Archive for Friday, February 2, 2007

Report: Global warming ‘very likely’ caused by humans

February 2, 2007

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— The world's leading climate scientists said global warming has begun, is "very likely" caused by man and will be unstoppable for centuries, according to a report obtained today by The Associated Press.

The scientists - using their strongest language yet on the issue - said now that the world has begun to warm, hotter temperatures and rises in sea level "would continue for centuries" no matter how much humans control their pollution. The report also linked the warming to the recent increase in stronger hurricanes.

"The observed widespread warming of the atmosphere and ocean, together with ice-mass loss, support the conclusion that it is extremely unlikely that global climate change of the past 50 years can be explained without external forcing, and very likely that is not due to known natural causes alone," said the report by the Intergovernmental Panel on Climate Change - a group of hundreds of scientists and representatives of 113 governments.

The phrase "very likely" translates to a more than 90 percent certainty that global warming is caused by man's burning of fossil fuels. That was the strongest conclusion to date, making it nearly impossible to say natural forces are to blame.

What that means in simple language is "we have this nailed," said top U.S. climate scientist Jerry Mahlman, who originated the percentage system.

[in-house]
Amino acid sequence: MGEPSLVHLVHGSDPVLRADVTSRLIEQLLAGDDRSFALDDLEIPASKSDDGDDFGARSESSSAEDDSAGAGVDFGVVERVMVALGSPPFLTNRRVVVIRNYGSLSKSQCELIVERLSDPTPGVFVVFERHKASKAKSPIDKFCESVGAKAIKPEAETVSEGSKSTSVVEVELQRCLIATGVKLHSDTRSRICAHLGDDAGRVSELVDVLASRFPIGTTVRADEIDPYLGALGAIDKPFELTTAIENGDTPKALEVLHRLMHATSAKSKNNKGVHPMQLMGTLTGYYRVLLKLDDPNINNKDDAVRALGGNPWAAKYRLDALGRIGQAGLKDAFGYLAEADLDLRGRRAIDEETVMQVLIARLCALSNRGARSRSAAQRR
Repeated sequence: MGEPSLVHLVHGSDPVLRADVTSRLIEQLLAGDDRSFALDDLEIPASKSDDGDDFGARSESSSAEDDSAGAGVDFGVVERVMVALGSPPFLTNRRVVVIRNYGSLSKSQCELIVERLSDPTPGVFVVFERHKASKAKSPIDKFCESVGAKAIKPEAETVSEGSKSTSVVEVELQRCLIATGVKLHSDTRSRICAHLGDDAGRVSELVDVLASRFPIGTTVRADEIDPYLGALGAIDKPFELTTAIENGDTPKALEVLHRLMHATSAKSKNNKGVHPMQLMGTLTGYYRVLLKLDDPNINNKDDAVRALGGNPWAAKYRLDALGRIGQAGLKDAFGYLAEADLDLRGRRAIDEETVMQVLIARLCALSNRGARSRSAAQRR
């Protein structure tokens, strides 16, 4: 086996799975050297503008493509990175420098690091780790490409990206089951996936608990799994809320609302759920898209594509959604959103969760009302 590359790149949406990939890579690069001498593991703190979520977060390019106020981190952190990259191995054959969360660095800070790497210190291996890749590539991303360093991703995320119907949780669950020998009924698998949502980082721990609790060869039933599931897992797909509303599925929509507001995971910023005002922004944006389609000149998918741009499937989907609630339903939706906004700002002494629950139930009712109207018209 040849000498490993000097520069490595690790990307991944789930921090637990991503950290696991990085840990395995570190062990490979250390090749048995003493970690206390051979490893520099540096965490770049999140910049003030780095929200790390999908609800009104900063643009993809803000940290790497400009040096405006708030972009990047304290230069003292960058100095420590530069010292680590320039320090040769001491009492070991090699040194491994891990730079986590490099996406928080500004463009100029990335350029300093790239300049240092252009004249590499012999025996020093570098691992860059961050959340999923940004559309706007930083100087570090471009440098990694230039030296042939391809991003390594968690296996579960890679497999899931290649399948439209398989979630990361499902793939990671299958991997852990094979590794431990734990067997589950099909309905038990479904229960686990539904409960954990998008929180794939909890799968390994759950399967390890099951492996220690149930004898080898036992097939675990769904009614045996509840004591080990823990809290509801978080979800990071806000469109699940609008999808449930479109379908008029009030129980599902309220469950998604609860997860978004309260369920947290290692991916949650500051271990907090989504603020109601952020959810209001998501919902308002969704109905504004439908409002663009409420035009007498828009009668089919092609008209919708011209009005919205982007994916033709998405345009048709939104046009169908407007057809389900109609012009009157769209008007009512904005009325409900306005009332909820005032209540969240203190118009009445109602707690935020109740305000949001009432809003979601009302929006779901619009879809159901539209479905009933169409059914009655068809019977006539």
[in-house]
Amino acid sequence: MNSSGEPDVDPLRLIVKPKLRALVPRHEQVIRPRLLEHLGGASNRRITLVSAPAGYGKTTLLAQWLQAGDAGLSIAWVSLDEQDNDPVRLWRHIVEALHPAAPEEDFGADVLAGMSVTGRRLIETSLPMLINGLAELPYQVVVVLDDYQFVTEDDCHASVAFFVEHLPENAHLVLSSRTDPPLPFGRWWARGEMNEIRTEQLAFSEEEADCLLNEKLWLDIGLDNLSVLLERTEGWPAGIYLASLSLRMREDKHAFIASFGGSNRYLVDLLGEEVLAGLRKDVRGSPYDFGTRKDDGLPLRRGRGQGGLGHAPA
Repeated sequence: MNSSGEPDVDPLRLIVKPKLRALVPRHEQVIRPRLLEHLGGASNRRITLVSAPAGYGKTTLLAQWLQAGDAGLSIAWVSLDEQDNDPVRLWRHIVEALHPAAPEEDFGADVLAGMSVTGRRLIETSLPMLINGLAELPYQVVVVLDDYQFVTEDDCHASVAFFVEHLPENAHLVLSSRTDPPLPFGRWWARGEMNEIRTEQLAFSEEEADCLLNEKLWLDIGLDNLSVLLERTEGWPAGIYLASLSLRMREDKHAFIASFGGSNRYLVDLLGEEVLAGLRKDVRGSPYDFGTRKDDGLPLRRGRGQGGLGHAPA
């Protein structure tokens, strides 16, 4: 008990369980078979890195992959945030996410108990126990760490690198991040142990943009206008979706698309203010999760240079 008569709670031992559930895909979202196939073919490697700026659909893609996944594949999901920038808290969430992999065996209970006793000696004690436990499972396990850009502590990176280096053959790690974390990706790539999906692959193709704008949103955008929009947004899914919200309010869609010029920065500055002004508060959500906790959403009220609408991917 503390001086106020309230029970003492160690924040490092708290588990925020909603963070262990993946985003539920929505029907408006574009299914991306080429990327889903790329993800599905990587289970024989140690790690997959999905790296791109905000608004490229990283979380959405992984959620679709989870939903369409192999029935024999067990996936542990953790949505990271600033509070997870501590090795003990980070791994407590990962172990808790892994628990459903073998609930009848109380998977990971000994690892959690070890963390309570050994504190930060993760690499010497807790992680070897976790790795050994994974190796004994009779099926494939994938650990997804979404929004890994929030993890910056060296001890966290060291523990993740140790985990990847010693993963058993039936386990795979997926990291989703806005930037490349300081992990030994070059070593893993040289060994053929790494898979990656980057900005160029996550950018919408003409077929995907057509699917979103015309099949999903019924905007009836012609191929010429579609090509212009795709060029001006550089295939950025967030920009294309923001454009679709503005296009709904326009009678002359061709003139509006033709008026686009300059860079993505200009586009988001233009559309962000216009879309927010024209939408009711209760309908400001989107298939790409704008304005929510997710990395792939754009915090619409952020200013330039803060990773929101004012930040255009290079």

The 20-page report, which was due to be officially released later in the day, represents the most authoritative science on global warming.

The new language marked an escalation from the panel's last report in 2001, which said warming was "likely" caused by human activity. There had been speculation that the participants might try to say it is "virtually certain" man causes global warming, which translates to 99 percent certainty.

The panel predicted temperature rises of 2-11.5 degrees Fahrenheit by the year 2100. That was a wider range than in the 2001 report.

However, the panel also said its best estimate was for temperature rises of 3.2-7.1 degrees Fahrenheit. In 2001, all the panel gave was a range of 2.5-10.4 degrees Fahrenheit.

On sea levels, the report projects rises of 7-23 inches by the end of the century. An additional 3.9-7.8 inches are possible if recent, surprising melting of polar ice sheets continues.

But there is some cold comfort. Some, but not all, of the projected temperature and sea level rises are slightly lower than projected in the report in 2001. That is mostly due to use of more likely scenarios and still would result in dramatic effects across the globe, scientists said.

Many scientists had warned that this estimate was too cautious and said sea level rise could be closer to 3-5 feet because of ice sheet melt.

Nevertheless, scientists agreed the report is strong.

"There's no question that the powerful language is intimately linked to the more powerful science," said one of the study's many co-authors, Andrew Weaver of the University of Victoria, who spoke by phone from Canada. He said the report was based on science that is rock-solid, peer-reviewed and consensus.

"It's very conservative. Scientists by their nature are skeptics," he said.

The scientists wrote the report based on years of peer-reviewed research and government officials edited it with an eye toward the required unanimous approval by world governments.

In the end, there was little debate on the strength of the wording about the role of man in global warming.

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